"There will be some aggressive promotions originally, just to get people motivated to come back to stores again," says IDC's Hand. Spring and summer fashions are likely to see the biggest markdowns, though Hand says that way back in March, some apparel and luxury retailers saw trouble ahead and cut back severely on orders for summertime goods.

The TJX Companies, which run T.J. Maxx, Marshalls, and other discount stores that feature overstock items that couldn't be sold at full price elsewhere, should have plentiful deals for months. "We have been encouraged with the very strong sales we have seen with our initial reopenings," TJX CEO and president Ernie Herrman said to investors in late May. "We believe this very strong start speaks to our compelling value proposition and the appeal of our treasure-hunt shopping experience, as well as pent-up demand."

Nearly 200 J.C. Penney department stores will close this year after the company declared bankruptcy, an unknown number of Neiman Marcus and J. Crew stores are also likely to close, and all of the roughly 540 Pier 1 Imports stores will close in 2020. Shoppers can look forward to liquidation sales at all of these locations, and many others — because more retailer bankruptcies and store closures are all but guaranteed. Just be aware that going-out-of-business sales can be overrated, as they tend to start with mediocre deals and slowly build up to the biggest discounts, after the merchandise as been thoroughly picked over.

Less Customer Service

Certain traditional retail services will disappear for the foreseeable future. Macy's, for example, has suspended ear-piercing and alterations. Fitting rooms and restrooms are likely to be limited or not available, while drinking fountains and kids' play areas will probably be shut down entirely.

Retailer return policies may be different compared to the last time you went shopping too. Some stores haven't been accepting returns, though many are extending their usual refund and exchange periods — so it's best to doublecheck the policy before purchasing anything you're unsure about.

Less Browsing, More Curbside Pickup

Retailers generally try to foster a fun vibe and encourage shoppers to linger and play. That's how people wind up shoppers wind up impulsively buying things that they wouldn't have otherwise even noticed.

The fun aspects of shopping may be considerably dampened this summer. Instead of casually browsing without a care in the world, shoppers are prone to feel rushed and a little on edge. Compared to more typical shopping expeditions in the past, they'll probably get in and get out very quickly, on a mission to grab a specific item they have in mind. Or they might not walk into the store at all. Curbside pickup of online orders is expected to be huge among shoppers, even after stores are fully open.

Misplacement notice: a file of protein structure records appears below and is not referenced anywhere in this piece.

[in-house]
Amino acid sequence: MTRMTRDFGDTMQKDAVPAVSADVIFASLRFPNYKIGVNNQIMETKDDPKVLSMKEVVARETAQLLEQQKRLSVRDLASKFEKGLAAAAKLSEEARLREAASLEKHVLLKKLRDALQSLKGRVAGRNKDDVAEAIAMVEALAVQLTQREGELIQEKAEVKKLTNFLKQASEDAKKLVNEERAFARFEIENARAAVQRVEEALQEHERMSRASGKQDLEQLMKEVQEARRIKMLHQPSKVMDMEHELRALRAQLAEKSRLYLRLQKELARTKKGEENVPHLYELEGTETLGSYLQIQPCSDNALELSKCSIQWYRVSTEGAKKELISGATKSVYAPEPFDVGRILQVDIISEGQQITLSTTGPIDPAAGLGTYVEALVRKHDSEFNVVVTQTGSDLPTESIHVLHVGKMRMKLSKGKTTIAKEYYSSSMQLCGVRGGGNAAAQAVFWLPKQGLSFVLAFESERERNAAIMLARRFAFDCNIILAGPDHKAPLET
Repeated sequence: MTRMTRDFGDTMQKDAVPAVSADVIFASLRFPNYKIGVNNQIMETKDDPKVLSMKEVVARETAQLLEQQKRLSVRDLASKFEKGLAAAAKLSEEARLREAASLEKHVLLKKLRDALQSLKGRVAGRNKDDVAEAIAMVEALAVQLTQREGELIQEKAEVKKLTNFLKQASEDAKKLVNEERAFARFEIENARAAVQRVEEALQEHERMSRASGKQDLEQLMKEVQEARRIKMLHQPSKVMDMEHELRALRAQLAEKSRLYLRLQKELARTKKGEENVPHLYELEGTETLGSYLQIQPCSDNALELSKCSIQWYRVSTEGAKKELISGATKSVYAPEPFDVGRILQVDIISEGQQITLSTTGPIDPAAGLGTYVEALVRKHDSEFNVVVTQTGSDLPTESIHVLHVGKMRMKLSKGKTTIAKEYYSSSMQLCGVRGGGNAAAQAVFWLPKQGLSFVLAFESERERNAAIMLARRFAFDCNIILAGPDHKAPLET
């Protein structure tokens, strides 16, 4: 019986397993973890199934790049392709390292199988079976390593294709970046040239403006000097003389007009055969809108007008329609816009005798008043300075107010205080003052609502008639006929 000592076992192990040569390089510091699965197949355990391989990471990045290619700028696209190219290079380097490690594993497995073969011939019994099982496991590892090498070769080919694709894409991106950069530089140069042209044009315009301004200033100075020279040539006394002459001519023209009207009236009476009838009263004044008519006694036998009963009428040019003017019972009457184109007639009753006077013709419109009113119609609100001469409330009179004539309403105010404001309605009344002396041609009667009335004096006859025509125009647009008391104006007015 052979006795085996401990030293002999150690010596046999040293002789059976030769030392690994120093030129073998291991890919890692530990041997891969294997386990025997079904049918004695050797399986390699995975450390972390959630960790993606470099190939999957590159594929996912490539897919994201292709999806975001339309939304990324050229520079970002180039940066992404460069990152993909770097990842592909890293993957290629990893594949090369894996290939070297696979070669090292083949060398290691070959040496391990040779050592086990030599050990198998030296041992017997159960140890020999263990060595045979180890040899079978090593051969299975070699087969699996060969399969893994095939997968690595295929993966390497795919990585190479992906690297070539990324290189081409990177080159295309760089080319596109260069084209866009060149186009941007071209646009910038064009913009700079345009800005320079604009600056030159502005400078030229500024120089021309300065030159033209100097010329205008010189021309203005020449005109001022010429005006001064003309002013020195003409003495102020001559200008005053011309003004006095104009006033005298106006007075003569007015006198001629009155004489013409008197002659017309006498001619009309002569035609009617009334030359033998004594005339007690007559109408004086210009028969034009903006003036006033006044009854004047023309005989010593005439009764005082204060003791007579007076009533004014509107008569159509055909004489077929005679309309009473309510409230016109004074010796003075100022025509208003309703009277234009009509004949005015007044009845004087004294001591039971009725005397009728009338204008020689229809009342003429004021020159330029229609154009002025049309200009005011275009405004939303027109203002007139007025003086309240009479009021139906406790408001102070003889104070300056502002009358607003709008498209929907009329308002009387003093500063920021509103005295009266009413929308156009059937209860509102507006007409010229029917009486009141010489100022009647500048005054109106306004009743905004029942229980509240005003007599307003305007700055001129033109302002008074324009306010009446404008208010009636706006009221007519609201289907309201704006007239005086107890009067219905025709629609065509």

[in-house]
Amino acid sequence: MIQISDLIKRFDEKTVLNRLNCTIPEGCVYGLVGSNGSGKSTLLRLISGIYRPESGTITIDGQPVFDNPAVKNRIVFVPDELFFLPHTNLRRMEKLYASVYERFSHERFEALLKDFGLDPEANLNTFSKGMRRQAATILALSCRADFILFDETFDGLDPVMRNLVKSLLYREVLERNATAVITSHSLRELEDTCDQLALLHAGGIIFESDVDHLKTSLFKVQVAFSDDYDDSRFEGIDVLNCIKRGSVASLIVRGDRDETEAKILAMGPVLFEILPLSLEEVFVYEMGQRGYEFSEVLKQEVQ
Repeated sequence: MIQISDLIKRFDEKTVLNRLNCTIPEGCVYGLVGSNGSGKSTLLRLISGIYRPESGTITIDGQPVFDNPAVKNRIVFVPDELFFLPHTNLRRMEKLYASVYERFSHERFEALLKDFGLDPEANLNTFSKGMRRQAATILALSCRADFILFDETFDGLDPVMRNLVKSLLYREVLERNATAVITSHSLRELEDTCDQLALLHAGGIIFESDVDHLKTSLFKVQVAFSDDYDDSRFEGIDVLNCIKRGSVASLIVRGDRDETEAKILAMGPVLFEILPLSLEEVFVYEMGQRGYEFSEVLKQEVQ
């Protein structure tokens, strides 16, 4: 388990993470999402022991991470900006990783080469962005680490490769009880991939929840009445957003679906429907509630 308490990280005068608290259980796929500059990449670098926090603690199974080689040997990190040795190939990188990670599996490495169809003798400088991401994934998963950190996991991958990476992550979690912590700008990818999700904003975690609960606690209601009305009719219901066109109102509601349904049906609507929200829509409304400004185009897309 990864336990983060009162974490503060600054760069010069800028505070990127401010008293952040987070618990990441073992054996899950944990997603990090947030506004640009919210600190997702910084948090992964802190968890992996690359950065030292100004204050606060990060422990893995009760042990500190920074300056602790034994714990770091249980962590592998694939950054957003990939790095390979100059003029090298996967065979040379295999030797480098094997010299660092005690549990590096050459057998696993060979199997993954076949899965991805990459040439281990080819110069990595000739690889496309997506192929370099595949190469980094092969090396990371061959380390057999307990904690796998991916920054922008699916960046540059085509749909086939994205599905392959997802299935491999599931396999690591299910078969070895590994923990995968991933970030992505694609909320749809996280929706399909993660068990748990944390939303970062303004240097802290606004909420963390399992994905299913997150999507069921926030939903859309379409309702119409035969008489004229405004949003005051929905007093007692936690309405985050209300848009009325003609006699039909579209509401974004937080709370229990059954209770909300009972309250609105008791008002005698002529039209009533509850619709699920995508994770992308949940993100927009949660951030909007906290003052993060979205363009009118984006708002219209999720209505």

"Retailers have to come to terms with the fact that many consumers may not feel safe shopping in stores until there is a proven vaccine available," says Frank Poore, CEO of the e-commerce software provider CommerceHub, which found in a survey that 6 in 10 shoppers are more likely to use curbside pickup following the COVID-19 outbreak. "In the interim, retailers need to prioritize investments that give consumers the ability to order online and pick up their orders in an efficient and contactless way."

Fewer Shoppers in General

"There's an element of the population that's just not ready to go back" to shopping like usual, says IDC Retail's Hand. "I think the crowds will be small."

That said, the post-quarantine scene at America's malls is fairly unpredictable. While the number of shoppers in stores is likely to be tiny compared to the typical day last summer, there may be moments when a big rush of customers hits one retailer in particular. Your favorite store could be nearly empty one day, and then have a line of customers waiting outside to get in the next.

Overall, shopping doesn't seem to be that high of a priority for many people coming out of quarantine. A survey conducted for Coresight Research asked Americans what they want to do most after lockdowns end, and "retail therapy" was not in the top four activities — which were visiting family and friends, getting a haircut, dining out at a restaurant, and going on a vacation. "Shopping centers/malls remain among the top locations that consumers expect to avoid," the Coresight report says.

The back-to-school shopping season, which typically takes off in July, could be a turning point, though right now there are more questions than answers. Will parents really bring their kids to the mall to pick out fall outfits? Or will families just do back-to-school clothes shopping online? Heck, will schools even be open for in-class learning this fall?